Nazorite in Holy Blood, Holy Grail

When I read Holy Blood, Holy Grail in 1990, I had already begun my novel ‘The Lion of God’ where I depict John the Baptist as the ‘Savior of the Jews’ because Jesus failed to save the Jews – or so they say! In my book, John did not point to Jesus as ‘The One’ because he proved not to be ‘The One’. As a devout Jew, and not a Christian, John had no interest in saving gentiles. Thus, he remains “The greatest prophet born of woman” BUT what became of his prophecy – HIS WORDS?

Jon Presco

There is something about the whole Gospel account that just doesn’t seem to flow without some filler. The following is from a book, HOLY BLOOD, HOLY GRAIL pp 344-45, that adds some very pertinent detail.

“The gospel account of Matthew states explicitly that Jesus was of royal blood – a genuine king – the lineal descendant of both Solomon and David. If this were true, he would have enjoyed a legitimate claim to the throne of a united Palestine….And the inscription affixed to the cross would have been much more than a sadistic derision…..And thus he would have engendered the opposition precisely by virtue of his role – a priest-king who might possibly unify his country and the Jewish people, thereby posing a serious threat to both Herod and Rome….the very perpetuation of the story would seem to attest to something – some genuine alarm on Herod’s part, some very real anxiety about being deposed. Granted, Herod was an extremely insecure ruler, hated by his enslaved subjects and sustained in power only by Roman cohorts…..If Herod was indeed worried, it could only be by a very real, concrete, political threat – a threat posed by a man with a more legitimate claim to the throne than his own, and who could muster substantial popular support. The “Massacre of the Innocents”…..and the traditions relating to it reflect on Herod’s part some concern about a rival claim, and quite possibly some action to forestall or preclude it. Such a claim could only be political in nature. And it must have warranted being taken seriously…To suggest that Jesus enjoyed such a claim is of course to challenge the popular image of ‘the poor carpenter from Nazareth.’ But there are persuasive reasons for doing so. In the first place, it is not all together certain that Jesus was from Nazareth. ‘Jesus of Nazareth is in fact a corruption or mistranslation of ‘Jesus the Nazorite.’….In the second place there is considerable doubt as to whether the town of Nazareth actually existed in Jesus’ time. It does not occur in any Roman maps, documents or records. It is not mentioned in the Talmud. It is not mentioned in any of the writings of Saint Paul….And Flavius Josephus – the foremost chronicler of the period, who commanded troops in Galilee, and listed the province’s towns, makes no mention of it either. It would seem in short, that Nazareth didn’t exist as a town until some time after the revolt of AD 66-74, and that Jesus’ name became associated with it by virtue of semantic confusion – either accidental or deliberate. And whether Jesus was ‘of Nazareth’ or not, there is no indication that he was ever a ‘poor carpenter.’ Certainly none of the Gospels portray him as such; indeed, their evidence suggests quite the contrary. He seems to have undergone training for the rabbinate, and to have consorted as frequently with wealthy and influential people as with the poor – Joseph of Arimathea for instance and Nicodemus. And the wedding at Cana would seem to be further witness to Jesus’ status and social position. This wedding does not appear to have been a modest, humble festival conducted by the ‘common people.’ On the contrary, it bears all the marks of an extravagant, aristocratic union, a “high society” affair attended by at least several hundred guests. There were abundant servants, for example – who hastened to do both Jesus’ and Mary’s bidding. There was a ‘master of the feast’ or ‘master of ceremonies’ – who in the context would have been a kind of chief butler or an aristocrat himself. Most clearly, there is a positively enormous quantity of wine. When Jesus ‘transmutes’ the water into wine, he produces, according to the Good News Bible, no less than six hundred liters, which is more than eight hundred bottles. All things considered, the wedding at Cana would seem to have been a sumptuous ceremony of the gentry…..his presence at it, and his mother’s would suggest they were members of the same caste. And this alone would explain the servants obedience to them.”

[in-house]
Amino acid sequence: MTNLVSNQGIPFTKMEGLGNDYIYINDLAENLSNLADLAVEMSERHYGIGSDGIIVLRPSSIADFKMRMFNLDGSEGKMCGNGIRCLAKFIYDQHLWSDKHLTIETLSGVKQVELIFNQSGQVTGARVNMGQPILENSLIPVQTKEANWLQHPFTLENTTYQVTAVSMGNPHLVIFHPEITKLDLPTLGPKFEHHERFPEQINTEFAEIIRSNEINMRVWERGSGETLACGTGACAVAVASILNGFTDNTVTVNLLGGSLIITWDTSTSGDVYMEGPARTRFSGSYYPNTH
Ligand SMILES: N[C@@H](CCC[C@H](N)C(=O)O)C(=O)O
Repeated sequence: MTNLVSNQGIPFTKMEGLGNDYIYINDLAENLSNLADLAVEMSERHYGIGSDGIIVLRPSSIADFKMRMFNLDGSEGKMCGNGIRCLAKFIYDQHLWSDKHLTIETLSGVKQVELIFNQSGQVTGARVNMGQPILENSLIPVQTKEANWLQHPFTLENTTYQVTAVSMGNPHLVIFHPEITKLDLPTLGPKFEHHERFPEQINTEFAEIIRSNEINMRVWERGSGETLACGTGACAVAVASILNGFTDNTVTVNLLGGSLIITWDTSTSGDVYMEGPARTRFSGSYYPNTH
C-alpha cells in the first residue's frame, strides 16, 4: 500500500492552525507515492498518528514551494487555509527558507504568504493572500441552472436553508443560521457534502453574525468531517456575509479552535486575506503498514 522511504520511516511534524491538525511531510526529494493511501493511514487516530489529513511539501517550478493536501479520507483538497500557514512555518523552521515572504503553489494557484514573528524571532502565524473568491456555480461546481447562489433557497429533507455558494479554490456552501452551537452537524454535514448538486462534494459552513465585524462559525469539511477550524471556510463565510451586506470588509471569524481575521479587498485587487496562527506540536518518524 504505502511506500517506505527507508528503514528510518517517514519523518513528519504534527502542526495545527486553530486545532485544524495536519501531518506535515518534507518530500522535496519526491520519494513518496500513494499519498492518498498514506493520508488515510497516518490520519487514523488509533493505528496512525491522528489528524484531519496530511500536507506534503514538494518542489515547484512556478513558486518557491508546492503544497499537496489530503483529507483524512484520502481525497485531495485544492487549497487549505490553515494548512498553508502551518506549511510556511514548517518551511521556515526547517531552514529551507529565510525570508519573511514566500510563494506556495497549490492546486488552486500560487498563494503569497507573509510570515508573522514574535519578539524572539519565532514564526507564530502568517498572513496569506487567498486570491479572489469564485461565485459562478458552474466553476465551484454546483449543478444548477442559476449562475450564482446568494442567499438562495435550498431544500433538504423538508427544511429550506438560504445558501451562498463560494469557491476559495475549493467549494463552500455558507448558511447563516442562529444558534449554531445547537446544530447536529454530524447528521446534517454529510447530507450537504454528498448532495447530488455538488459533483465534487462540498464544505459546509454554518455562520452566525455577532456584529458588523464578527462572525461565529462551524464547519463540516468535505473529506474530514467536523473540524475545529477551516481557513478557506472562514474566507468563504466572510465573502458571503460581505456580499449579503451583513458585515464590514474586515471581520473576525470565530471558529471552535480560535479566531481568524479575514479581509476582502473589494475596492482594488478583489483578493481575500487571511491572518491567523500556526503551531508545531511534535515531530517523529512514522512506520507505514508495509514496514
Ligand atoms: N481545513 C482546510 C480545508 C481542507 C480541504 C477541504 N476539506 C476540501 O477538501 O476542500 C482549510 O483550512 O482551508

About Royal Rosamond Press

I am an artist, a writer, and a theologian.
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1 Response to Nazorite in Holy Blood, Holy Grail

  1. Reblogged this on Rosamond Press and commented:

    Jesus is called a prophet, but does not prophesize. Paul does not mention Jesus was an alleged king.

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